Space scientists are expected to learn next week whether their dreams of relaunching the ill-fated Cluster mission, which came to an abrupt end last June, will come true.
Nine months after the rocket Ariane V, with four identical Cluster satellites aboard, disintegrated 40 seconds after launch, the European Space Agency is due to finally decide whether Cluster should fly again.
According to Leicester University's Stan Cowley, who was part of the British contingent which lost years of research and millions of pounds worth of instrumentation aboard Ariane V, the European Space Agency is faced with a number of options.
ESAhas agreed that any attempts to refly Cluster must be done within a $210 million (£130 million)budget.
It has already spent $20 million refitting Phoenix, a fifth satellite, identical to the four destroyed in the Ariane V launch, but is unclear whether three new identical satellites, as well as a launcher, can be built for the remaining $190 million.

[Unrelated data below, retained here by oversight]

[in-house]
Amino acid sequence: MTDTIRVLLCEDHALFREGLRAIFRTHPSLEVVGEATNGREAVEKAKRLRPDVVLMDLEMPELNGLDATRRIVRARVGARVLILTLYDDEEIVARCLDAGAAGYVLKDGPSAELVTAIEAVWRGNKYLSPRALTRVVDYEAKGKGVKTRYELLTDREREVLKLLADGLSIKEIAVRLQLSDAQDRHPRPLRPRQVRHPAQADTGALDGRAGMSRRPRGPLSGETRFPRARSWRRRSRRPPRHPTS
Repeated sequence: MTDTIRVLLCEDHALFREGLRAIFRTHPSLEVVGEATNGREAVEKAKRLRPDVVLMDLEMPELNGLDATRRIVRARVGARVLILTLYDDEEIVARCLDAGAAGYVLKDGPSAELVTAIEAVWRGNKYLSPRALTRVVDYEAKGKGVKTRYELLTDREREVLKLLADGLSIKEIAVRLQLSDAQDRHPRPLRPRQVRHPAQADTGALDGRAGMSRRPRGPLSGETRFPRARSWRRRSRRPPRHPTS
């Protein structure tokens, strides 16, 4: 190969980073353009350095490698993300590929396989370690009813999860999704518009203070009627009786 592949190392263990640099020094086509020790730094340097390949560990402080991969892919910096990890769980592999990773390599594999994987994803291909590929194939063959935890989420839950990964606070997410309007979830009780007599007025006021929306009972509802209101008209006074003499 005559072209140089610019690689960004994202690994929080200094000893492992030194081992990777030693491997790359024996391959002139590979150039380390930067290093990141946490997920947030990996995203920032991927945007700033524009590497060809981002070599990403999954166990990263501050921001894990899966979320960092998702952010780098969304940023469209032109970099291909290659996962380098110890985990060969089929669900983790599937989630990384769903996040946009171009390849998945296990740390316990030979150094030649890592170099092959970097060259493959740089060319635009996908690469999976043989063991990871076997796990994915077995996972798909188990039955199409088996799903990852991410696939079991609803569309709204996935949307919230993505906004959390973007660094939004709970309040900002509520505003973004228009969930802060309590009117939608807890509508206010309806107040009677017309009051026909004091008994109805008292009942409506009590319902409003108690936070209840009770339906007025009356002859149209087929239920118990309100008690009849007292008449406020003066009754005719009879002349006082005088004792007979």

"It has been shown that it is not feasible to build three spacecraft and launch them on a European rocket," said Professor Cowley. "So a Russian launcher has been suggested, which is relatively cheaper."
If such a project is unfeasible, Professor Cowley says ESA has vowed to launch the revamped Phoenix satellite on its own, meaning information on the border region will be obtained, but much of the vital space science promised by four satellites working in unison will be lost.
Ken Pounds, chief executive of the Particle Physics and Astronomy Research Council, said: "I think if ESA says yes to using Phoenix and three new satellites, then it will go ahead for launch in 1999 or 2000. If they just launch Phoenix, it will not be able to provide the unique feature of Cluster, a four-dimensional look at the boundary between the earth's magnetosphere and the solar winds."